I entered into a meeting room one day and started to look at the Nova Scotia Geological Map and the other person in the room told me a story about how early European traders used to throw out their ballast to make room for all of treasures they would bring back to Europe from the fur trade with the local Mi’kmaw.
The ballast would include non-native stones such as flint which was found & used afterwards.
Another story was about the area now known as Cape d’Or, where the early Europeans were looking for riches and were directed to the area, but realized that the shiny mineral that appeared like gold was actually copper.
The conversation then turned to travel routes of the Mi’kmaw along the Glooscap trail, which followed the geological concentrations of certain stones like agate. Agate was used to make stone tools by the Mi’kmaw.
These conversations were the basis of the second geocaching passport series by Nova Scotia Parks. Five Provincial parks provided the backdrop for visitors to learn more about Aboriginal Culture & Heritage. Gerald Gloade provided some of his knowledge and artwork to this series.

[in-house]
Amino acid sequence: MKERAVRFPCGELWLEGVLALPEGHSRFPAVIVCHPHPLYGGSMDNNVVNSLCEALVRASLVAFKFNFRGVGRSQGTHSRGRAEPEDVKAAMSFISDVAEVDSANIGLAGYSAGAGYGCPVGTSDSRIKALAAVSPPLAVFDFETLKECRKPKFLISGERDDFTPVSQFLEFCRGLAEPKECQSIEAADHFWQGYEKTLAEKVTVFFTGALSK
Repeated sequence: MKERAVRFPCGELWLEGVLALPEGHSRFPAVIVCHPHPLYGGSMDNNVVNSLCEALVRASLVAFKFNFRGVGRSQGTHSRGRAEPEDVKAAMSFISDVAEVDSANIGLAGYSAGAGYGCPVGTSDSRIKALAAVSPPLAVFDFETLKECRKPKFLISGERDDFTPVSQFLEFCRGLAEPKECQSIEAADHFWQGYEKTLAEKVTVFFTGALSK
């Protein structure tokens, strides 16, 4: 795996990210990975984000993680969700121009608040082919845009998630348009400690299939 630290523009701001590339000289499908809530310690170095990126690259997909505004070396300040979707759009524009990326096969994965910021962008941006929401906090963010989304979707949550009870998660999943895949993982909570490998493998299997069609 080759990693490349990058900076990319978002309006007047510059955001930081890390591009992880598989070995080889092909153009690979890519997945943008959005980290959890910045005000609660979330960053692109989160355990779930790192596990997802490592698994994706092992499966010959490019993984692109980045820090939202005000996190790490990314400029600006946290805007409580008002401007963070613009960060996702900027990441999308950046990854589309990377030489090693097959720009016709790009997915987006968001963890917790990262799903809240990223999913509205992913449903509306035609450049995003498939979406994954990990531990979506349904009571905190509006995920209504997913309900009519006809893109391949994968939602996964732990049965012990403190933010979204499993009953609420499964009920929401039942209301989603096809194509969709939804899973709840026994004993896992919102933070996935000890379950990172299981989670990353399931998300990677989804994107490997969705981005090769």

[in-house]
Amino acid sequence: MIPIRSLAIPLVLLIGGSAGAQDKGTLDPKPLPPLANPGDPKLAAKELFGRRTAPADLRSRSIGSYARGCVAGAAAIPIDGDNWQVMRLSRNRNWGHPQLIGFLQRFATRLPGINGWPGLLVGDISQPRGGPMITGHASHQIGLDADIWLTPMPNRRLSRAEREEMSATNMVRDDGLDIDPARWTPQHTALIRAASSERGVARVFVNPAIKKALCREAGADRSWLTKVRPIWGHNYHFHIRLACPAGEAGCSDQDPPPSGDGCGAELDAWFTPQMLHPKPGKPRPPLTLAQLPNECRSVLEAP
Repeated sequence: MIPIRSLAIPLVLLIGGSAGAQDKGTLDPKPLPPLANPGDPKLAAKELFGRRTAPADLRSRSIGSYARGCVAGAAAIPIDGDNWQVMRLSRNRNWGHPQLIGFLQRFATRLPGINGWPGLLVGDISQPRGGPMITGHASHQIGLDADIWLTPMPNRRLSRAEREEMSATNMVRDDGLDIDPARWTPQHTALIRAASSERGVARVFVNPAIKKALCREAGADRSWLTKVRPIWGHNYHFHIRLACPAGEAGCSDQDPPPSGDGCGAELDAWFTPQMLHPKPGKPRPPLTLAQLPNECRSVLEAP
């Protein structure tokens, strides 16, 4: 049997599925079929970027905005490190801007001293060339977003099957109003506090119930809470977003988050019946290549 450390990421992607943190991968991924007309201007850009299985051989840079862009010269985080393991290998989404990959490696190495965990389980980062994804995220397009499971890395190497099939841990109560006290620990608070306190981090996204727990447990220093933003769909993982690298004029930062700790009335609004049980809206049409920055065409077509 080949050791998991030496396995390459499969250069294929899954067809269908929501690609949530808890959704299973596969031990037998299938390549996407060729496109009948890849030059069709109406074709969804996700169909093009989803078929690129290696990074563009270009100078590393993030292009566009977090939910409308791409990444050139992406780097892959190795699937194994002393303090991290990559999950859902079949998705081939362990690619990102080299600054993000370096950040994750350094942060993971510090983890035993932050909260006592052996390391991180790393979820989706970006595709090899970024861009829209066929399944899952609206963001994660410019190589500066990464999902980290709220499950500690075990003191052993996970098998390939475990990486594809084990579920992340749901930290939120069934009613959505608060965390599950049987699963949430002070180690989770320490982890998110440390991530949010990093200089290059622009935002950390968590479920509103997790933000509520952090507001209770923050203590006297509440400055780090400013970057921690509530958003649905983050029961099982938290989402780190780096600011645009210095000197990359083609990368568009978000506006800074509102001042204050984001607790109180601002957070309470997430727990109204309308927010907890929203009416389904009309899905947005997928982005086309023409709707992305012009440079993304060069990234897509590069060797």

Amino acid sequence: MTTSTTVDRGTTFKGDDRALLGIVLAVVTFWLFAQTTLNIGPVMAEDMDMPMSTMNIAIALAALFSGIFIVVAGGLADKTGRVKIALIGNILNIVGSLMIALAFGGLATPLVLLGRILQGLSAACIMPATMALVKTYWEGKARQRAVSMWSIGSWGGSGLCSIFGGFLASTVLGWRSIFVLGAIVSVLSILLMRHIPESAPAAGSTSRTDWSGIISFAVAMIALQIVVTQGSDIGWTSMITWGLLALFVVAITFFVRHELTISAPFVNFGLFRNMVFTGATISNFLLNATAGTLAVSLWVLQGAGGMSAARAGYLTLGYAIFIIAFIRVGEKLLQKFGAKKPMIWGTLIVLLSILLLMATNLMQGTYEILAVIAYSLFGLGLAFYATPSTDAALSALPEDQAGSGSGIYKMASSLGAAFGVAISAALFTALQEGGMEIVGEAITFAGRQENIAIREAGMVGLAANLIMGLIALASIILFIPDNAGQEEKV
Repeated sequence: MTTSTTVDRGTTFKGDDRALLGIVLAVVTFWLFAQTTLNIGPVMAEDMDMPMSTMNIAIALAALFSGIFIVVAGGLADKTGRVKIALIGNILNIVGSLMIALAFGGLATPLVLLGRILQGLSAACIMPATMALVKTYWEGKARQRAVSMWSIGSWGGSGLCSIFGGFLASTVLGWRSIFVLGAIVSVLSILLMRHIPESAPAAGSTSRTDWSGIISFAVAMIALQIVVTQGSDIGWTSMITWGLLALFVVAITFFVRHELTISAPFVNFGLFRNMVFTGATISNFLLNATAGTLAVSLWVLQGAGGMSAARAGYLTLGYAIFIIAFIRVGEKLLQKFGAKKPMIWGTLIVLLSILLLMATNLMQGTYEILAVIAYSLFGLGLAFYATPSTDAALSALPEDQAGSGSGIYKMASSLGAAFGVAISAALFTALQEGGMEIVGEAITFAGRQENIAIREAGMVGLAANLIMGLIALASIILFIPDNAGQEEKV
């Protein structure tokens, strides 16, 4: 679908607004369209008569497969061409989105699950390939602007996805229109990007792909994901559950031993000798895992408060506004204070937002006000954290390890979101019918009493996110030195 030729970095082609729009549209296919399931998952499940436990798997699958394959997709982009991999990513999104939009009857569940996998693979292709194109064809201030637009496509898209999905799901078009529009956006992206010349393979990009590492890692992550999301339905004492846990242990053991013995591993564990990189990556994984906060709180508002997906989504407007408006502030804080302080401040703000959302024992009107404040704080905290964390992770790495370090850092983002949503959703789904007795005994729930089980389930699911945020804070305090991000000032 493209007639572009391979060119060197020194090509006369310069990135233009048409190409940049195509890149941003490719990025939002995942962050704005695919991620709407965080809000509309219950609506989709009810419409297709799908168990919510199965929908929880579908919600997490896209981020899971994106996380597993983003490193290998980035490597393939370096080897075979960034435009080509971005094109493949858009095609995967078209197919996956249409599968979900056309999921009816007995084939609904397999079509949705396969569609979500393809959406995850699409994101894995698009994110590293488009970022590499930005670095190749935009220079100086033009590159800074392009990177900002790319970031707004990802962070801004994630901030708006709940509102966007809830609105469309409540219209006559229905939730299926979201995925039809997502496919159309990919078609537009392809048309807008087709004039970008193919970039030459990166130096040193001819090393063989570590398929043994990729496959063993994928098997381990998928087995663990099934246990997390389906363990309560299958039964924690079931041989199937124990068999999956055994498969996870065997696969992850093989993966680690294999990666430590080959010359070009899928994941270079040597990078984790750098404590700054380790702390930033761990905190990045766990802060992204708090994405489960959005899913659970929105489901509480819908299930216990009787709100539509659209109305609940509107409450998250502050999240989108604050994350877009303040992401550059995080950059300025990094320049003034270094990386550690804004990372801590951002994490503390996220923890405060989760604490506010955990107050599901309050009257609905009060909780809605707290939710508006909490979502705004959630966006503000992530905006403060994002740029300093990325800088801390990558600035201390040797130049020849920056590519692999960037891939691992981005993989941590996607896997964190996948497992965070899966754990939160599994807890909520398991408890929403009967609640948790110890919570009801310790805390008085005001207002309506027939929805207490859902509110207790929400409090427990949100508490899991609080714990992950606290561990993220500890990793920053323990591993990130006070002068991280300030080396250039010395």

The launch event was held at Five Islands Provincial Park this past June 2011. Along with Blomindon, Caribou, Thomas Raddall and Whycocomagh, they complete the second series.
During the event, a guided tour of the ocean floor was made available. Accessed via the day-use area of the park, interpretation while looking at the rock formations allowed rock hounds to learn more about the geological formations.
The powerful tides of the Bay of Fundy provided a new vista of agate, jasper and chabazite for the visitors.
From the ocean floor, you stared out towards the Five Islands, which according to legend were created by Glooscap by throwing chunks of sod at a wizard.
Other Glooscap legends can be found at Blomindon & Caribou as part of the series.
Thomas Raddall offered a rich piece of history along its shores.
Before the land was settled by the MacDonald family in the late 1700’s, Mi’kmaw used the area as a fishing station for the various shell fish in the area as far back as 2500 years ago. Today, all that remains are shell middens; the processed waste from clam, mussel & oyster shells. Amongst these mounds, archeologists have been able to find household items, stone tools and other objects.
The calcium from the shells provided protection against the acidic Maritime soil; otherwise these items would not have been preserved over time.[notice class=”approved”]Originally posted on novascotiablogs.com[/notice]